Jung

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Descent said:
When I say "Last Version" I mean last viable version.
Perhaps I'm just tired, but that made no sense.
I always get a kick out of seeing that from Microsoft users.
 

Diesel

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junglizm said:
If anything, Mac is the closest contender in the desktop market - they've made leaps and bounds in popularity since the release of OS X 10.2. Even then, most people are ignorant to the world of Macs, and couldn't live without the software they've come accustom to using on Windows.
The reason I don't include Macs is because they're so closely tied to the hardware platform, a platform which is costlier, and price is still the bottom line for the vast majority of computer users out there.
Dell had $400 PCs long before Apple came out with a $500 Mac Mini. I agree that OS X is leaps and bounds compared to the earlier offerings, but most people are still stuck with computers they know how to operate, hardware they can easily find anywhere, and software that's much more widely available, and they're not going to give that up easily.

Should their popularity increase, yes, they will definitely make a dent in the market, but until they unbind their OS from the hardware (which is an age-old argument that's still valid), they're not going to move ahead noticably from their current level until they're able to start undercutting the price of a low-end PC.

Descent said:
Think about it: The innovations that will be present in Longhorn are enough to keep M$ from releasing Blackcomb for a while, IMO. Let's not forget how long they whored around the 9x series before actually replacing it...
Sorry, but that argument is invalidated by history.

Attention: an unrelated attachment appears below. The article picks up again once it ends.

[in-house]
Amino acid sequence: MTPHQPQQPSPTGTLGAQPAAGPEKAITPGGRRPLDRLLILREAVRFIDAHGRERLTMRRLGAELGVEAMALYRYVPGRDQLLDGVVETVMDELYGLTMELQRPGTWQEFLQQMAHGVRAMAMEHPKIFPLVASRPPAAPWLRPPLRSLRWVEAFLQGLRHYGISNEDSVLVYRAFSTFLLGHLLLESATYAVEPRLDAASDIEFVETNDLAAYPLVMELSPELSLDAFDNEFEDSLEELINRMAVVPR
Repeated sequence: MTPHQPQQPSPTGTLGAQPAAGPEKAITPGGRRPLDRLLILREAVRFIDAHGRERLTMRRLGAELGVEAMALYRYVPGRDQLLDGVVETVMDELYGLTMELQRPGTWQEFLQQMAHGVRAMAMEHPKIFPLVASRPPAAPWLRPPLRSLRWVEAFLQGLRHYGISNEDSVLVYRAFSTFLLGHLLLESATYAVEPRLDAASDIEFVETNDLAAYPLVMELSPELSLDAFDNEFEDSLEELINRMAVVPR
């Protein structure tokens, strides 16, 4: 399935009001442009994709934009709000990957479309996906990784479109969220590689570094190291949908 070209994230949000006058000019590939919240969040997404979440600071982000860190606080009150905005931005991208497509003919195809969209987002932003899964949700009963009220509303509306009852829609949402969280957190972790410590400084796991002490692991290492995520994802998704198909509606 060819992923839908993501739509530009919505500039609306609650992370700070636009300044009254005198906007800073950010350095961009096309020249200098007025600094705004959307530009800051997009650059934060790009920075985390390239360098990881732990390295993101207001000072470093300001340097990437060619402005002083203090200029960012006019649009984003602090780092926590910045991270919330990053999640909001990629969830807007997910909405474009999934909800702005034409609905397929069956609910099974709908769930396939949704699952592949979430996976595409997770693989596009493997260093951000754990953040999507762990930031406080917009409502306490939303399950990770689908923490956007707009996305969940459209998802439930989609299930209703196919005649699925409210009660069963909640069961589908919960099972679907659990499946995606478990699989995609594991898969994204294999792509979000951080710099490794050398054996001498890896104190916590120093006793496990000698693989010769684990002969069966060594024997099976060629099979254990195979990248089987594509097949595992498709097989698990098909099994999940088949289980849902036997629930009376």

The innovations that were present in XP didn't stop them from releasing Longhorn a significant amount of time.
MS has never deviated from their schedule of releasing new OS's in a timely fashion, and pretty much right on schedule in terms of how long it takes them to get to market.
1995 - Win95
1996 - WinNT4
1998 - Win98
2000 - Win2k
2000 - WinME
2001 - WinXP
2003 - Win2k3

That's a 9x kernel released roughly every 3 years, and an NT kernel released roughly every 2-3.
As it is, MS is on schedule if they release Longhorn this year, and there's no reason to suggest, based on MS's product release history, that the follow up wouldn't come by 2008.
 

Descent

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Yes, they are on schedule, but frankly I'm seeing such a lack of innovation with GUI's these days, that I think nobody really cares. At this point, the UI is what is making me enjoy a system.

Longhorns seems much improved, although I haven't run it yet.

Mac I hate because of the dock.

Windows XP I hate because of the buttons/wizards

Windows 2000 I love because it is 01D s(h001, and it's a perfect mix between power and function.
 

Diesel

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Descent said:
Yes, they are on schedule, but frankly I'm seeing such a lack of innovation with GUI's these days, that I think nobody really cares. At this point, the UI is what is making me enjoy a system.

Longhorns seems much improved, although I haven't run it yet.
Wow, that's like 3 contradictions in a row.

1. You're seeing a lack of innovation with GUIs.
2. You think that no one cares.
3. The UI is what makes you enjoy a system (contradiction of #2)
4. Longhorn's seems much improved (contraction to #1)

As for your other gripes (Mac's dock, XP's buttons, etc), those are all eye-candy. They have nothing to do with the true functionality of an OS. If you're focused on a GUI, you're focused on the absolute least important aspects of an OS. Look at Linux, where the GUI is totally anciliary to the actual OS, to the point where you can switch GUI interfaces on a whim.